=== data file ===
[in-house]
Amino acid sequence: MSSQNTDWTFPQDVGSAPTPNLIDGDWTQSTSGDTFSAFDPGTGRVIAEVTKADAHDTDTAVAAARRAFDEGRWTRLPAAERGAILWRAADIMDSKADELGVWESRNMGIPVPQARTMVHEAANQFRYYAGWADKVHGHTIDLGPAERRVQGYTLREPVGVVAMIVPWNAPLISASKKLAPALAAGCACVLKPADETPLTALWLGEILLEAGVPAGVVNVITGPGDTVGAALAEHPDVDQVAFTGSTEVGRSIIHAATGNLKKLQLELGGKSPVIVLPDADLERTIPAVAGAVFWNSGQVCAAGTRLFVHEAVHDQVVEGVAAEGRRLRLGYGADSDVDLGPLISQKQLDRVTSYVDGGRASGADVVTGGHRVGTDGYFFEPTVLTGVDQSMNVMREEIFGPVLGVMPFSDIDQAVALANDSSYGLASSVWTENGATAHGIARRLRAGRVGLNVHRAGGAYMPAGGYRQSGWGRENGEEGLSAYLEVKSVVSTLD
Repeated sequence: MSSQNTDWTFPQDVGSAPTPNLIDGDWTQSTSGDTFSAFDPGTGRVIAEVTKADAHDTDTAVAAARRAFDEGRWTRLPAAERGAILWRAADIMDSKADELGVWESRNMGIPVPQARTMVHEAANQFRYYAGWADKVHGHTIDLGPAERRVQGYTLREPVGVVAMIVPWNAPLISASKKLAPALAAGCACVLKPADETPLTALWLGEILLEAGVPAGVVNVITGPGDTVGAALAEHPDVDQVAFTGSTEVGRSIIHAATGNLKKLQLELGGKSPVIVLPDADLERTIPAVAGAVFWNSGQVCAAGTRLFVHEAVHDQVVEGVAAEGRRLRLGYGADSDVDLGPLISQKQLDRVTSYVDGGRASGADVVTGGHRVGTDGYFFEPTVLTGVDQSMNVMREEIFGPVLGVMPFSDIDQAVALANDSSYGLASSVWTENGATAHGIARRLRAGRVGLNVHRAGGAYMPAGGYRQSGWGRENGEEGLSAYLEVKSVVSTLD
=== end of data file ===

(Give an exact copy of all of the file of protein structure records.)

[in-house]
Amino acid sequence: MSSQNTDWTFPQDVGSAPTPNLIDGDWTQSTSGDTFSAFDPGTGRVIAEVTKADAHDTDTAVAAARRAFDEGRWTRLPAAERGAILWRAADIMDSKADELGVWESRNMGIPVPQARTMVHEAANQFRYYAGWADKVHGHTIDLGPAERRVQGYTLREPVGVVAMIVPWNAPLISASKKLAPALAAGCACVLKPADETPLTALWLGEILLEAGVPAGVVNVITGPGDTVGAALAEHPDVDQVAFTGSTEVGRSIIHAATGNLKKLQLELGGKSPVIVLPDADLERTIPAVAGAVFWNSGQVCAAGTRLFVHEAVHDQVVEGVAAEGRRLRLGYGADSDVDLGPLISQKQLDRVTSYVDGGRASGADVVTGGHRVGTDGYFFEPTVLTGVDQSMNVMREEIFGPVLGVMPFSDIDQAVALANDSSYGLASSVWTENGATAHGIARRLRAGRVGLNVHRAGGAYMPAGGYRQSGWGRENGEEGLSAYLEVKSVVSTLD
Repeated sequence: MSSQNTDWTFPQDVGSAPTPNLIDGDWTQSTSGDTFSAFDPGTGRVIAEVTKADAHDTDTAVAAARRAFDEGRWTRLPAAERGAILWRAADIMDSKADELGVWESRNMGIPVPQARTMVHEAANQFRYYAGWADKVHGHTIDLGPAERRVQGYTLREPVGVVAMIVPWNAPLISASKKLAPALAAGCACVLKPADETPLTALWLGEILLEAGVPAGVVNVITGPGDTVGAALAEHPDVDQVAFTGSTEVGRSIIHAATGNLKKLQLELGGKSPVIVLPDADLERTIPAVAGAVFWNSGQVCAAGTRLFVHEAVHDQVVEGVAAEGRRLRLGYGADSDVDLGPLISQKQLDRVTSYVDGGRASGADVVTGGHRVGTDGYFFEPTVLTGVDQSMNVMREEIFGPVLGVMPFSDIDQAVALANDSSYGLASSVWTENGATAHGIARRLRAGRVGLNVHRAGGAYMPAGGYRQSGWGRENGEEGLSAYLEVKSVVSTLD